I lived in Paris for most of the fall and winter, “writing a book”—the trusted rationalization that has enabled so much self-indulgence over the years. Paris is not hardship duty, once you realize that a second mortgage will be required if you want a sitdown cup of coffee in a café. (If you are willing to stand at the bar, a lien on your car will sometimes suffice.) A few days before Christmas, I stepped out onto the avenue de Suffren and turned toward the fruit stall about 20 yards away. I had been writing, in a desultory fashion; but my train of thought was repeatedly derailed by an eccentric but insistent impulse to go out and buy a pineapple. Only after a protracted struggle did I surrender to it. I had taken two strides toward the pineapples when I ran into a former Princeton student, now a Washington lawyer, accompanied by her parents. They had arrived the previous night to spend the holiday in Paris and were now walking straight toward me, down Suffren, in the mistaken belief that it would lead them to the Eiffel Tower.
That I immediately recalled her name was remarkable, but chance meetings with former students are so common that I have come half to expect one whenever I am in an interesting place. Just a few of the interesting places to date—excluding all New York venues, a dime a dozen—are the Santa Fe Opera, the Cleveland Art Museum, the Barcelona metro, an obscure trattoria in Siena, the Vinalhaven ferry in Maine, a hiking trail in Sonoma County, and a gas station in Heber Springs, Arkansas.
The persistence and frequency of these encounters might strike one as uncanny, but theoreticians of “synchronicity” (such as Arthur Koestler in The Roots of Coincidence) explain it away. Sociology and demography immediately reduce the odds from the billions to one to the mere hundreds of millions to one. After all, college graduates are more likely than some others to hang out in effete opera houses and art museums and Arkansas gas stations; most of the world never visits such places at all. Yet even if the supernatural status of these incidents is in doubt, I have nonetheless come to take an enormous pleasure in the manifestations of a highly selective celebrity that is among the spiritual rewards—the only ones worth talking about—of a long teaching career. Such encounters restore the merit to emeritus.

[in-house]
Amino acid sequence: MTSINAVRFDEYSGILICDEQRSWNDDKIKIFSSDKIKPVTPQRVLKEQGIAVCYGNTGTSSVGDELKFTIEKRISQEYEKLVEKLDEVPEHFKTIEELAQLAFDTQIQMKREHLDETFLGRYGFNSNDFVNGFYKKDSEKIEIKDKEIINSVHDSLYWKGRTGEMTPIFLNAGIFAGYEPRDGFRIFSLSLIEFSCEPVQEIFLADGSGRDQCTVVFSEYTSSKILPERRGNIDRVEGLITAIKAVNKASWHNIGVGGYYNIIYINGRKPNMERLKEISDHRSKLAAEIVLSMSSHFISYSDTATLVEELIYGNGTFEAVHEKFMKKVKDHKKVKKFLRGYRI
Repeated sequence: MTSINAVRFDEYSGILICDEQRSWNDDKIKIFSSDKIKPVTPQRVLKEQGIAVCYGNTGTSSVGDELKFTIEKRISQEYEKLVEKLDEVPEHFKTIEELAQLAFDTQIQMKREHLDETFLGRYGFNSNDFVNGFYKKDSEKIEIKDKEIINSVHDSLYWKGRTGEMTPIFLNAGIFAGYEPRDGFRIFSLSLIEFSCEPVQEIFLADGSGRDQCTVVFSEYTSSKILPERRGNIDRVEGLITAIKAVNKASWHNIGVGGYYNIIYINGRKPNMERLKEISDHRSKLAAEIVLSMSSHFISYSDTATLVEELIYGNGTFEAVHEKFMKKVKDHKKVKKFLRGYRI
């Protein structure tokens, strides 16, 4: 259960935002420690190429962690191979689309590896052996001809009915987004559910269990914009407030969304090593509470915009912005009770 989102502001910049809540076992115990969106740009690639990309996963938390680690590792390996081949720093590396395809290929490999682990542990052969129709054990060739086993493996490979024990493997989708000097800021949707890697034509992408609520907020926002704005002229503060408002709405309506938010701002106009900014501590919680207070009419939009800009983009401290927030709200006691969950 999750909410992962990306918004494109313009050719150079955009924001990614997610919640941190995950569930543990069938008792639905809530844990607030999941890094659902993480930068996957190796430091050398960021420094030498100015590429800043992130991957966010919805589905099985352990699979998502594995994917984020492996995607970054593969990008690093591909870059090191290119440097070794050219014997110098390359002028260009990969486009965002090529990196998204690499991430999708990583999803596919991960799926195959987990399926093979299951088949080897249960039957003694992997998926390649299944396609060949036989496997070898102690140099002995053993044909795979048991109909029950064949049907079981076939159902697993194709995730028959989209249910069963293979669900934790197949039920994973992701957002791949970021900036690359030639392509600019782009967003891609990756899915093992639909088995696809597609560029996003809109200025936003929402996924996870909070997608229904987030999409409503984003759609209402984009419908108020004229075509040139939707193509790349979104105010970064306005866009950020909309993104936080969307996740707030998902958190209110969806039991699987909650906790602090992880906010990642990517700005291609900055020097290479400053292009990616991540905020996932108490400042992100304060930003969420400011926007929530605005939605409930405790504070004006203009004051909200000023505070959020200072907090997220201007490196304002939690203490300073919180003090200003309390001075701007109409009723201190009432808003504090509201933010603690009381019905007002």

In Paris, I had the rare experience of recognizing my recognizer immediately. The usual experience is confrontation with a complete stranger uttering an unassailable truth: “Professor Fleming! You won’t remember me, but . . .”
Sometimes the incomprehension is mutual, as was the case in O’Hare Airport a decade ago. I was standing in one of those curious lanes of twoway traffic in which one lane is heading for the exit while the other, having passed security, is heading toward the departure gates. Across the great divide, moving south as I moved north, was a distinguished-looking fellow with a Gucci briefcase and an expensive overcoat. Upon seeing me, he had what appeared to be a myoclonic seizure. “Professor Uhh,” he shouted. “Professor Uhh . . . Uhh, Professor, I knew you at Princeton!”
I had no idea who this man was, yet I hesitated, awkwardly, aware of the possible menace to navigation. As in his enthusiasm he seemed to be threatening to vault over a Plexiglas security barrier, a few people in his lane, incipient rubberneckers, likewise paused to observe.
“You taught me ‘Money and Banking’! You changed my life . . .” he blurted out for all to hear.
Such an accolade must be music to any teacher’s ears, but eager as I was to accept the flattery, his statement seemed improbable to me for a simple reason: my field is medieval European literature. Still, when it comes to warm and fuzzy, you take what you can get.